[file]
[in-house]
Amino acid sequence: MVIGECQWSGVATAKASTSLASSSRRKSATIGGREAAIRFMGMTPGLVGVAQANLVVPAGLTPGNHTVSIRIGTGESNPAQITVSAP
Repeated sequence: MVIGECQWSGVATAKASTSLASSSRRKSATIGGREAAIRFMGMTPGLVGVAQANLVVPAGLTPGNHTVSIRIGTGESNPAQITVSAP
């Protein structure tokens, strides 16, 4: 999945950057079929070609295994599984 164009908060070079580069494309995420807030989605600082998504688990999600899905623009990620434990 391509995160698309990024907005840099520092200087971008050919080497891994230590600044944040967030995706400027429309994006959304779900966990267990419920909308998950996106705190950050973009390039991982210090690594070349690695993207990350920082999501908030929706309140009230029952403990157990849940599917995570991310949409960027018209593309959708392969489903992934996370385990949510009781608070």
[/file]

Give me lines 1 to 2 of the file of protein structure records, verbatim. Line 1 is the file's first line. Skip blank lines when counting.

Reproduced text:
[in-house]
Amino acid sequence: MVIGECQWSGVATAKASTSLASSSRRKSATIGGREAAIRFMGMTPGLVGVAQANLVVPAGLTPGNHTVSIRIGTGESNPAQITVSAP